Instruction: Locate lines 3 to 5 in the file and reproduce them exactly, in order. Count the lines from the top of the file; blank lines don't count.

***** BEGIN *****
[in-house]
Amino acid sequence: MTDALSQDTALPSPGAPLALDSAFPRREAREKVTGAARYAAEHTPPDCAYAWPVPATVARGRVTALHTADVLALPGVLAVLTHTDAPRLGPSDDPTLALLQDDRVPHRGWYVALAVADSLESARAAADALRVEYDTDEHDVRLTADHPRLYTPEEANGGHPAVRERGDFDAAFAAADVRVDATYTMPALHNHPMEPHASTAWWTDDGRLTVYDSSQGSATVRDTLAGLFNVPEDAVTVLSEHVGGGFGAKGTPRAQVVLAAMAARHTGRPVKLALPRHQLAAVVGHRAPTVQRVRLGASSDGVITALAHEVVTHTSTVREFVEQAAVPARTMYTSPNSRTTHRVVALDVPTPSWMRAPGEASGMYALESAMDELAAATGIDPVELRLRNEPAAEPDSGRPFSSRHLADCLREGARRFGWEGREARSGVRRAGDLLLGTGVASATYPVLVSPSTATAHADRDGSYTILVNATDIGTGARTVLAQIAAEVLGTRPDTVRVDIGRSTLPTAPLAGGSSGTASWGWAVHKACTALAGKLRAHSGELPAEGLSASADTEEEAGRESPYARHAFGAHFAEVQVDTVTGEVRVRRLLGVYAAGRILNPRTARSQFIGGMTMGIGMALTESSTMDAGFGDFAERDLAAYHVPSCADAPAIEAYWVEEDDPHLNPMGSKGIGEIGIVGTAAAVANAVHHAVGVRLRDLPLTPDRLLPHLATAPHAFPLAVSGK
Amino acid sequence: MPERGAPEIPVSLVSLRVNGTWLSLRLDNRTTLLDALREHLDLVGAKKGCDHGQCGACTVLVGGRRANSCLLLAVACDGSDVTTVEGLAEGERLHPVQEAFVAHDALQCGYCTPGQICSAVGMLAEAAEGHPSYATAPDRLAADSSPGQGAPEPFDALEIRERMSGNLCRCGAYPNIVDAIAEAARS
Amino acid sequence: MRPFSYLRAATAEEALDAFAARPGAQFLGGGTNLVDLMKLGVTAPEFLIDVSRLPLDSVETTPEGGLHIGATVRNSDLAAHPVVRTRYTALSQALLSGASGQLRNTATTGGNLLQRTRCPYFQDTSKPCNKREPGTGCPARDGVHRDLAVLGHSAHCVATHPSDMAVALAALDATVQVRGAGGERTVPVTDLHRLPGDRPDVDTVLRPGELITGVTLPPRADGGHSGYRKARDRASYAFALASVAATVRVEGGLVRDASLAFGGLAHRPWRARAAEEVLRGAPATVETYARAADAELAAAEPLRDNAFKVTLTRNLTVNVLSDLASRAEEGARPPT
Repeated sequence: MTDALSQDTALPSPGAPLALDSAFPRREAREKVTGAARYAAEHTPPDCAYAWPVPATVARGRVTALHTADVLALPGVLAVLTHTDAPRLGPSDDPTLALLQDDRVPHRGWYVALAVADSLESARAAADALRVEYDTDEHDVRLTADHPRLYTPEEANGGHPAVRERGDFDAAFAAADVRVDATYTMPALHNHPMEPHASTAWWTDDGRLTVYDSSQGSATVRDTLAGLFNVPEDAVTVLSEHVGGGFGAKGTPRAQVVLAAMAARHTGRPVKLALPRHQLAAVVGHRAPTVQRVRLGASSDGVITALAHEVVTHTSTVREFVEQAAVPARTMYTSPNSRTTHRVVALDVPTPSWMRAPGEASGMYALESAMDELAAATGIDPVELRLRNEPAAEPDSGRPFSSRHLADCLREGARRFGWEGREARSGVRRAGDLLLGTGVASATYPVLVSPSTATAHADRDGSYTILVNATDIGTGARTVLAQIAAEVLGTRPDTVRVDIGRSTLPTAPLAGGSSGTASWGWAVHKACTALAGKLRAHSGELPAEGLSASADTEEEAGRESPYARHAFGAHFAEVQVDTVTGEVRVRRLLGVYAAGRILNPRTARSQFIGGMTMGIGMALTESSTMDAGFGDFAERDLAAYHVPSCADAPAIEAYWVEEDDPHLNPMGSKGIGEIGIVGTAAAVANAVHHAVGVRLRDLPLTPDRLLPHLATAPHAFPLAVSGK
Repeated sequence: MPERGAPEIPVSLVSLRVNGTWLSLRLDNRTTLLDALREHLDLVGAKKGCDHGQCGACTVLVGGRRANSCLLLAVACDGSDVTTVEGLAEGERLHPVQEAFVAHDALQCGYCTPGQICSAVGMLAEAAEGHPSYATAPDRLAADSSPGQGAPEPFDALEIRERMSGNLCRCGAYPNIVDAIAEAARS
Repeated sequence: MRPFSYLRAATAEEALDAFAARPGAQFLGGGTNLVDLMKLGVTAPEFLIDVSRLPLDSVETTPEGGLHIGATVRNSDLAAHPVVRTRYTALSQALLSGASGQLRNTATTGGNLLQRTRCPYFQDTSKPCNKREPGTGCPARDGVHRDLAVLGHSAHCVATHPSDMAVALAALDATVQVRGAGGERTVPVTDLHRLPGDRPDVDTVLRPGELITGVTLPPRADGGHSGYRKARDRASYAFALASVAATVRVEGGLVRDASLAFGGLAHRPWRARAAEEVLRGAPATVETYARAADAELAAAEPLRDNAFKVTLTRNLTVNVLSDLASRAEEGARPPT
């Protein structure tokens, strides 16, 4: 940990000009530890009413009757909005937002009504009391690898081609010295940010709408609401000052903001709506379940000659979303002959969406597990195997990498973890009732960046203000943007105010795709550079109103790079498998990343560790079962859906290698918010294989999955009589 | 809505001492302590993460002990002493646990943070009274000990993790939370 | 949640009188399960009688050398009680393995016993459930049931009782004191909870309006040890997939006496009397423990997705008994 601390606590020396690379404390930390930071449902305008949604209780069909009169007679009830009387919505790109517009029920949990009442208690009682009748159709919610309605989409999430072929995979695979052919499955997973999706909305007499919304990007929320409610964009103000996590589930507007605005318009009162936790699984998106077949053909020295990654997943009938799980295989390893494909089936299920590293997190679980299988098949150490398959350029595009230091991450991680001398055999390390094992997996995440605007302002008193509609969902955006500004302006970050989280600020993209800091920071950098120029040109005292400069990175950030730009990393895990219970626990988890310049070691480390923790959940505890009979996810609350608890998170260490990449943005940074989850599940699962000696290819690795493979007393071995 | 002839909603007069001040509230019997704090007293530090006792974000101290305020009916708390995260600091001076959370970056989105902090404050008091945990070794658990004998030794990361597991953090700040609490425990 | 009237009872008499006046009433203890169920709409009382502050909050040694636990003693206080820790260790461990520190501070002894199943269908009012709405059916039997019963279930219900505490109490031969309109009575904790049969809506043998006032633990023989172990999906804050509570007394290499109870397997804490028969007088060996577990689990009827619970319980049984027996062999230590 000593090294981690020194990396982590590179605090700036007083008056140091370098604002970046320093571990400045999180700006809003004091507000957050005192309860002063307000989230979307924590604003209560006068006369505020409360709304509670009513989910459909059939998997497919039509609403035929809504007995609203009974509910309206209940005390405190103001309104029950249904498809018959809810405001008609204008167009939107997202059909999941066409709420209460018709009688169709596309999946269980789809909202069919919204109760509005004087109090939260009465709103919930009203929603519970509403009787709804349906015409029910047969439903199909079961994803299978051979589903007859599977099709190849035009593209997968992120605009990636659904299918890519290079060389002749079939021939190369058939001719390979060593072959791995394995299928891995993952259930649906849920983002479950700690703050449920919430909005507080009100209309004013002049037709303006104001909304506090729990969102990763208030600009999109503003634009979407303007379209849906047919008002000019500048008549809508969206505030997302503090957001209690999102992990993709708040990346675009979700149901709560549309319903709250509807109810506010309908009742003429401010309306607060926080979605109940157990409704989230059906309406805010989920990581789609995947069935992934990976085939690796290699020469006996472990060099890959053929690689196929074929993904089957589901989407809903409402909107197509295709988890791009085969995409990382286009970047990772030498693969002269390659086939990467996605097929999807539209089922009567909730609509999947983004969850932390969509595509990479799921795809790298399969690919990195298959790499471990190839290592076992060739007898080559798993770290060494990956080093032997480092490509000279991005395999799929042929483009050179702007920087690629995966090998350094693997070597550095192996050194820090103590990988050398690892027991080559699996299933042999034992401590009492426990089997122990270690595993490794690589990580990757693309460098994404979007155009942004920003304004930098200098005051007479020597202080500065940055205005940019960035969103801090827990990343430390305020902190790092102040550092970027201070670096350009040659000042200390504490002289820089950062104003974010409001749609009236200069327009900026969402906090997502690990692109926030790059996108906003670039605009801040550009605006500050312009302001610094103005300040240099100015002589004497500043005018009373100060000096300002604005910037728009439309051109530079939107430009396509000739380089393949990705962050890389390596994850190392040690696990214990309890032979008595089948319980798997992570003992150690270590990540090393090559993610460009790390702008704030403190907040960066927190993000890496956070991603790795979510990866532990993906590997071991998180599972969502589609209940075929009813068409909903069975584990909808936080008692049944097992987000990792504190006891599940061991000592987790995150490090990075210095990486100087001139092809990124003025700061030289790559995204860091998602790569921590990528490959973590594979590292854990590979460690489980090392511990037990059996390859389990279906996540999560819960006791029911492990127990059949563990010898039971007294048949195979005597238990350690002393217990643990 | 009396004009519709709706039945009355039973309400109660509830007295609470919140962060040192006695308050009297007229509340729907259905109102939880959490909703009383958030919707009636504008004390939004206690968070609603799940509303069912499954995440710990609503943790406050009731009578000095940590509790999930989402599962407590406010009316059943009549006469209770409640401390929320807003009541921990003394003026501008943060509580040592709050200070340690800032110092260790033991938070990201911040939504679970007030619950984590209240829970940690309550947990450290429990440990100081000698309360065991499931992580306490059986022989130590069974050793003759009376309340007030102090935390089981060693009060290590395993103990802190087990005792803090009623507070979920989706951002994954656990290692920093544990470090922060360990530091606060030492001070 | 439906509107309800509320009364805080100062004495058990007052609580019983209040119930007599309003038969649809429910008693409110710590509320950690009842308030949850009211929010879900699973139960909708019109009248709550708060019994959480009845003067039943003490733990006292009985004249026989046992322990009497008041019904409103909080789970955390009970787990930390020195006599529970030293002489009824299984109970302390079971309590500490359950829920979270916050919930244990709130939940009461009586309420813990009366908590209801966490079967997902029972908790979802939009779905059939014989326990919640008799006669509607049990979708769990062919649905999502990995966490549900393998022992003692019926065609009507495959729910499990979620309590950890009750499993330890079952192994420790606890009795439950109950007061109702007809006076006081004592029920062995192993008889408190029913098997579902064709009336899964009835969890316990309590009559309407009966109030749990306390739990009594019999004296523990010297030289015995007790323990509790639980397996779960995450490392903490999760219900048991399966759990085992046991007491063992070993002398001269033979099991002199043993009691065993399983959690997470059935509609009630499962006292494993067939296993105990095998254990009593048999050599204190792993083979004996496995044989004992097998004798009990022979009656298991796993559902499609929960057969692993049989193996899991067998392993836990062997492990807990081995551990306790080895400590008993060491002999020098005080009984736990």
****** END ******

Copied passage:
Amino acid sequence: MPERGAPEIPVSLVSLRVNGTWLSLRLDNRTTLLDALREHLDLVGAKKGCDHGQCGACTVLVGGRRANSCLLLAVACDGSDVTTVEGLAEGERLHPVQEAFVAHDALQCGYCTPGQICSAVGMLAEAAEGHPSYATAPDRLAADSSPGQGAPEPFDALEIRERMSGNLCRCGAYPNIVDAIAEAARS
Amino acid sequence: MRPFSYLRAATAEEALDAFAARPGAQFLGGGTNLVDLMKLGVTAPEFLIDVSRLPLDSVETTPEGGLHIGATVRNSDLAAHPVVRTRYTALSQALLSGASGQLRNTATTGGNLLQRTRCPYFQDTSKPCNKREPGTGCPARDGVHRDLAVLGHSAHCVATHPSDMAVALAALDATVQVRGAGGERTVPVTDLHRLPGDRPDVDTVLRPGELITGVTLPPRADGGHSGYRKARDRASYAFALASVAATVRVEGGLVRDASLAFGGLAHRPWRARAAEEVLRGAPATVETYARAADAELAAAEPLRDNAFKVTLTRNLTVNVLSDLASRAEEGARPPT
Repeated sequence: MTDALSQDTALPSPGAPLALDSAFPRREAREKVTGAARYAAEHTPPDCAYAWPVPATVARGRVTALHTADVLALPGVLAVLTHTDAPRLGPSDDPTLALLQDDRVPHRGWYVALAVADSLESARAAADALRVEYDTDEHDVRLTADHPRLYTPEEANGGHPAVRERGDFDAAFAAADVRVDATYTMPALHNHPMEPHASTAWWTDDGRLTVYDSSQGSATVRDTLAGLFNVPEDAVTVLSEHVGGGFGAKGTPRAQVVLAAMAARHTGRPVKLALPRHQLAAVVGHRAPTVQRVRLGASSDGVITALAHEVVTHTSTVREFVEQAAVPARTMYTSPNSRTTHRVVALDVPTPSWMRAPGEASGMYALESAMDELAAATGIDPVELRLRNEPAAEPDSGRPFSSRHLADCLREGARRFGWEGREARSGVRRAGDLLLGTGVASATYPVLVSPSTATAHADRDGSYTILVNATDIGTGARTVLAQIAAEVLGTRPDTVRVDIGRSTLPTAPLAGGSSGTASWGWAVHKACTALAGKLRAHSGELPAEGLSASADTEEEAGRESPYARHAFGAHFAEVQVDTVTGEVRVRRLLGVYAAGRILNPRTARSQFIGGMTMGIGMALTESSTMDAGFGDFAERDLAAYHVPSCADAPAIEAYWVEEDDPHLNPMGSKGIGEIGIVGTAAAVANAVHHAVGVRLRDLPLTPDRLLPHLATAPHAFPLAVSGK